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E-learning most often means an approach to facilitate and enhance learning by means of personal computers, CDROMs and the internet. This includes email, discussion forums and collaborative software. Advantages are seen in that just-in-time learning is possible, courses can be tailored to specific needs and asynchronous learning is possible. e-learning may also be used to support distance learning[?] through the use of WANs (Wide area networks), and may also be considered to be a form of flexible learning[?]. Often, but not always, e-learning will also attempt to be a student-centred learning[?] solution. Some view e-learning as a means to effective or efficient learning, due to its ease of access and the pace being determined by the learner, but to date little research has reinforced this.

On the practical side some e-learning is about organizing the topics to be taught and creating multimedia CDROMS or web sites. An important advantage is generally seen in the fact that hyperlinking is possible and having interactive parts illustrating difficult things or for doing exercices.

Often a design approach is implemented which involves creating or re-using learning Objects. These are self contained units properly tagged with keywords, or other metadata, and preferably stored in an XML file format. These are put in a database and creating a course requires putting together a sequence of learning objects.

One important point is to help teachers organize their pedagogical perspective. Some institutes for Higher education are devoted to this mission (training, counselling, funding, developpment, etc.). One example (IPM) may be found in Belgium: http://www.ipm.ucl.ac.be (website in French). The general philosophy (in English) for promoting E-learning and others technological tools may be found in http://www.ipm.ucl.ac.be/Marcel/TDM_english Claroline (see below) was developed by IPM (namely, Institute for Pedagogy AND Multimedias).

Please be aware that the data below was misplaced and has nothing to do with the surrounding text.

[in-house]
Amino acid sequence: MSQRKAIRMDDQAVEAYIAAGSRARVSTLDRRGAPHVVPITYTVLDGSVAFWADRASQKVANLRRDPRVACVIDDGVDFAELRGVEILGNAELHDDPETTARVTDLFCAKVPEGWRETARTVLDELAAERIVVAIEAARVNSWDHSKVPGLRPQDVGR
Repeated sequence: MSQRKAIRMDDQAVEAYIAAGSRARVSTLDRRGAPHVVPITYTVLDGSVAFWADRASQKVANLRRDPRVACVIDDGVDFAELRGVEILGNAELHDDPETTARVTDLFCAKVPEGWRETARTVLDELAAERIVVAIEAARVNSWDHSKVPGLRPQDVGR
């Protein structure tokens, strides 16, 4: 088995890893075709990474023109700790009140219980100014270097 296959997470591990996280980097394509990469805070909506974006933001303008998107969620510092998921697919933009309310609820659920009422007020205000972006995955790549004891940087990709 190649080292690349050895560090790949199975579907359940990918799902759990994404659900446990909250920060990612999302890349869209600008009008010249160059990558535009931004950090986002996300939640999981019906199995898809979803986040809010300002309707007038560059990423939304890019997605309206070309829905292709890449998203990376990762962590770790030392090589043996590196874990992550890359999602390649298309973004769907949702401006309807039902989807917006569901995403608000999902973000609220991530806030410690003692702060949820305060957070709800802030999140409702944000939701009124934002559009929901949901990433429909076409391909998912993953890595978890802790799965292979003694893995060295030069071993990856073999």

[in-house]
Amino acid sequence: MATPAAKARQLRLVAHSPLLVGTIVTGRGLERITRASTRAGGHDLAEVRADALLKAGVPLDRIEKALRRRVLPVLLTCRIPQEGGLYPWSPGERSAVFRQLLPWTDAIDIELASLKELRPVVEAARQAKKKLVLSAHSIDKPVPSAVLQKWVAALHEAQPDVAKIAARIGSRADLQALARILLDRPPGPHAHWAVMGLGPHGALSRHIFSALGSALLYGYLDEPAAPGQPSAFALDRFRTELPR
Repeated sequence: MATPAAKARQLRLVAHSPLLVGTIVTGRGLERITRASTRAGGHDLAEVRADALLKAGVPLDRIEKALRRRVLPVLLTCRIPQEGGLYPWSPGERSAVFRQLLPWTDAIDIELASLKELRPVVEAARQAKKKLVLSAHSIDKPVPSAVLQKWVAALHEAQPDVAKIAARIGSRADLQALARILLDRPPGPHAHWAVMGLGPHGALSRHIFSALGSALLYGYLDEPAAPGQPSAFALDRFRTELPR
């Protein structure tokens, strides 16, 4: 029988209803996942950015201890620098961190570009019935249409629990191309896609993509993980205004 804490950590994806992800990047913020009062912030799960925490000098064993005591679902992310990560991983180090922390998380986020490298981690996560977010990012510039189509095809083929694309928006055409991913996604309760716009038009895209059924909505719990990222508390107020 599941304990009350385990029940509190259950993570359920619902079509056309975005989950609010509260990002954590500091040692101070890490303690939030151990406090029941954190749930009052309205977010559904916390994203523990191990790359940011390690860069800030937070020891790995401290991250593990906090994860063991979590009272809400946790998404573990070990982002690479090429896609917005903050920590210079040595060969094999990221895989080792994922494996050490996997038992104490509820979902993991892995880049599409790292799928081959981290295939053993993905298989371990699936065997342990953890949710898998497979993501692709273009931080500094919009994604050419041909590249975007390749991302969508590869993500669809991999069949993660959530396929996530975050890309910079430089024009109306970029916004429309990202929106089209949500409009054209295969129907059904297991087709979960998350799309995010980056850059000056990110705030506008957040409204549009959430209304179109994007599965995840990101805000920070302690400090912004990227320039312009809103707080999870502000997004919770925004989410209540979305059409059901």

More recent approaches focus on dialogue, interaction and collaborative activities - courses still contain content but it is of secondary importance or is generated by the students. An open source course management system that makes this approach easier is Moodle (see below). This advocates Social-Constructivism as a pedagogical perspective, whereby learners construct their knowledge through discussion, thereby enhancing their thinking skills.

Organizing the content

  • For whom do we create e-learning content
  • What do they need to learn
  • How do we organize the content
  • Which tools / platform do we use? For creating? For delivering?

Instructional Design

Creating media

Binding it together Most often HTML is used to bind together the different e-learning media. Sometimes XML based files are created which are then rendered to HTML/CSS/JavaScript by using an XSLT transformation. However often proprietary techniques are used like Macromedia Director, an authoring tool which contains a Object-BASIC like scripting language.

A standard for representing e-learning content is SCORM.

See also:

  • CALL (computer assisted language learning) (for a more historical perspective)

External Links

Open source e-learning platforms:

  • Moodle (http://moodle.com/) (GNU-GPL) PHP-based free software
  • ILIAS (http://www.ilias.uni-koeln.de/ios/index-e) (GNU-GPL)
  • Claroline (http://www.claroline.net/) (php based GNU-GPL)

Other related links:

Elearning web news resources

  • Learning Circuits (http://www.learningcircuits.org) latest e-learning developments, US emphasis

  • Support Insight (http://www.supportinsight.com) daily e-learning stories, international interest

  • European Schoolnet (http://www.eun.org/eun.org2/eun/en/index_news) e-learning stories, European perspective, schools and education system emphasis

  • eLearningpost (http://www.elearningpost.com/) daily e-learning stories, US emphasis

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